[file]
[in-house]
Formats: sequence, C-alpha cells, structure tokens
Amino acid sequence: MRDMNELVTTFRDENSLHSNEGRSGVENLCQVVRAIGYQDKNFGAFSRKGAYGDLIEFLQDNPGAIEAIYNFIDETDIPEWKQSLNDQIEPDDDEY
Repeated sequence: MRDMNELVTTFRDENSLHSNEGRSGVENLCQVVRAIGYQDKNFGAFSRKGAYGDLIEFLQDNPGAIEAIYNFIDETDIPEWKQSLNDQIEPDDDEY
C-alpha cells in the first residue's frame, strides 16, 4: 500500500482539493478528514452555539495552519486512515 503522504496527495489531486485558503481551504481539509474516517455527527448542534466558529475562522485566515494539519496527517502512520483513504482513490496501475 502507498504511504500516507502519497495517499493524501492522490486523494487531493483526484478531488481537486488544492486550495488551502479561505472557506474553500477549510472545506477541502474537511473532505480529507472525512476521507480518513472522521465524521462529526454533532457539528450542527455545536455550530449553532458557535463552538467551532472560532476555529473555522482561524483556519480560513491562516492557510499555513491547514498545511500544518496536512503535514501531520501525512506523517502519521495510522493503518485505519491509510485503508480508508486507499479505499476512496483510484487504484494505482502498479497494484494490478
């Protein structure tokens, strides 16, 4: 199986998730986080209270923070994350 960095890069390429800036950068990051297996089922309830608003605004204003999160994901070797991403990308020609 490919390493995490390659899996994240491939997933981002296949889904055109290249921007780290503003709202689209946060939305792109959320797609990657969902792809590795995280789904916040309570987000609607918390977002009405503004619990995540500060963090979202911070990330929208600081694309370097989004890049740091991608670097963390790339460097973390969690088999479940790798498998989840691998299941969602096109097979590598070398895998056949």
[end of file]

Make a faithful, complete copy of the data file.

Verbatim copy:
[in-house]
Formats: sequence, C-alpha cells, structure tokens
Amino acid sequence: MRDMNELVTTFRDENSLHSNEGRSGVENLCQVVRAIGYQDKNFGAFSRKGAYGDLIEFLQDNPGAIEAIYNFIDETDIPEWKQSLNDQIEPDDDEY
Repeated sequence: MRDMNELVTTFRDENSLHSNEGRSGVENLCQVVRAIGYQDKNFGAFSRKGAYGDLIEFLQDNPGAIEAIYNFIDETDIPEWKQSLNDQIEPDDDEY
C-alpha cells in the first residue's frame, strides 16, 4: 500500500482539493478528514452555539495552519486512515 503522504496527495489531486485558503481551504481539509474516517455527527448542534466558529475562522485566515494539519496527517502512520483513504482513490496501475 502507498504511504500516507502519497495517499493524501492522490486523494487531493483526484478531488481537486488544492486550495488551502479561505472557506474553500477549510472545506477541502474537511473532505480529507472525512476521507480518513472522521465524521462529526454533532457539528450542527455545536455550530449553532458557535463552538467551532472560532476555529473555522482561524483556519480560513491562516492557510499555513491547514498545511500544518496536512503535514501531520501525512506523517502519521495510522493503518485505519491509510485503508480508508486507499479505499476512496483510484487504484494505482502498479497494484494490478
């Protein structure tokens, strides 16, 4: 199986998730986080209270923070994350 960095890069390429800036950068990051297996089922309830608003605004204003999160994901070797991403990308020609 490919390493995490390659899996994240491939997933981002296949889904055109290249921007780290503003709202689209946060939305792109959320797609990657969902792809590795995280789904916040309570987000609607918390977002009405503004619990995540500060963090979202911070990330929208600081694309370097989004890049740091991608670097963390790339460097973390969690088999479940790798498998989840691998299941969602096109097979590598070398895998056949």